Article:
Since August 1995, a British Internet company called Netcraft has tried. It basically uses a series of bots to ping every Web site, evaluate whether they’re active, and pull the data into a monthly report. (In August, for instance, Netcraft estimated that 992 million Web sites were online; of those, domains ending in .xyz saw the greatest growth.) Internet Live Stats then runs formulas against those monthly reports that, together with historical data and current projections, informs the site’s “live” counter.
According to that counter, the Internet passed a billion pages on Sept. 17.
But even Peter Collins, Internet Live Stats’s overseer, admits that’s an inexact science — more an educated estimate than an actual “statistic,” with all the open-and-shut authority the word implies. Netcraft’s surveys are not 100-percent conclusive: sending too many requests from bots could overload a server, so Netcraft sometimes just takes a sample and extrapolates from there. Internet Live Stats, meanwhile, has long recorded unpredictable fluctuations in the number of “inactive” sites, which means the Internet could easily be down below 1 billion pages next month. Collins also said the site is missing some data that he said could make its formulas more accurate: He wishes Google would provide better, more timely search data, for instance.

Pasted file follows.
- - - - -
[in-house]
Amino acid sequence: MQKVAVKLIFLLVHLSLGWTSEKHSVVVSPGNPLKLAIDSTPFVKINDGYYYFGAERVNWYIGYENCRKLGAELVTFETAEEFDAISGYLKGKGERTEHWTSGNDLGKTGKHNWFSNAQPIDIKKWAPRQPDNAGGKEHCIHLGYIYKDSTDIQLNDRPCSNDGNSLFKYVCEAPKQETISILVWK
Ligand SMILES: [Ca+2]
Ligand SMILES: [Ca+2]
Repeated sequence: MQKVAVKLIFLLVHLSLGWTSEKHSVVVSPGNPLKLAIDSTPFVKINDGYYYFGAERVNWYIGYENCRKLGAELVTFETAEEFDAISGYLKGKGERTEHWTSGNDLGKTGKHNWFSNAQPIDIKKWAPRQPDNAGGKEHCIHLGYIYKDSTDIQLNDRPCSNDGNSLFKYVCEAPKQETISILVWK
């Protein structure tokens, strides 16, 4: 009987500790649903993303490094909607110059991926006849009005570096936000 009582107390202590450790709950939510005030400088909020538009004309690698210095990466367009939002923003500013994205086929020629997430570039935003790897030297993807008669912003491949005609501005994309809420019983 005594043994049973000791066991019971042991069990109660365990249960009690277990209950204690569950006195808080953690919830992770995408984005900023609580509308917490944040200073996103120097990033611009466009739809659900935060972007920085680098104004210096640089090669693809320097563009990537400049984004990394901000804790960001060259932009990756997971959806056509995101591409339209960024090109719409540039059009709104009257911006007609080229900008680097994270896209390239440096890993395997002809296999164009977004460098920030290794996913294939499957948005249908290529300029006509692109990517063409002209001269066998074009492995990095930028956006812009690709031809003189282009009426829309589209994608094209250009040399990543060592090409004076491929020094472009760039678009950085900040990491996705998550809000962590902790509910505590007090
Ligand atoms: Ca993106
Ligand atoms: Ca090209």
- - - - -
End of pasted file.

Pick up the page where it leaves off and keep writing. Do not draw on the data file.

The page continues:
Still, the estimate and this particular milestone serve an important role, giving shape to an otherwise boundless, ill-defined Internet. Thanks to estimates from Netcraft, we know that 80 percent of all registered domains are just “parked,” or undeveloped: There’s no actual, unique content on that site. We know that the greatest jump in Web site volume occurred between 2011 and 2012. And over time, Collins thinks, we could know exactly how and when the modern Web developed, and how that’s come to shape our offline world.
“We strongly believe in the value of keeping track of the history of the Internet,” Collins said. “This is something very important because it gives a sense of the development and the usage through its brief history … and ultimately allows us to [understand] the resulting changes in our culture and society.”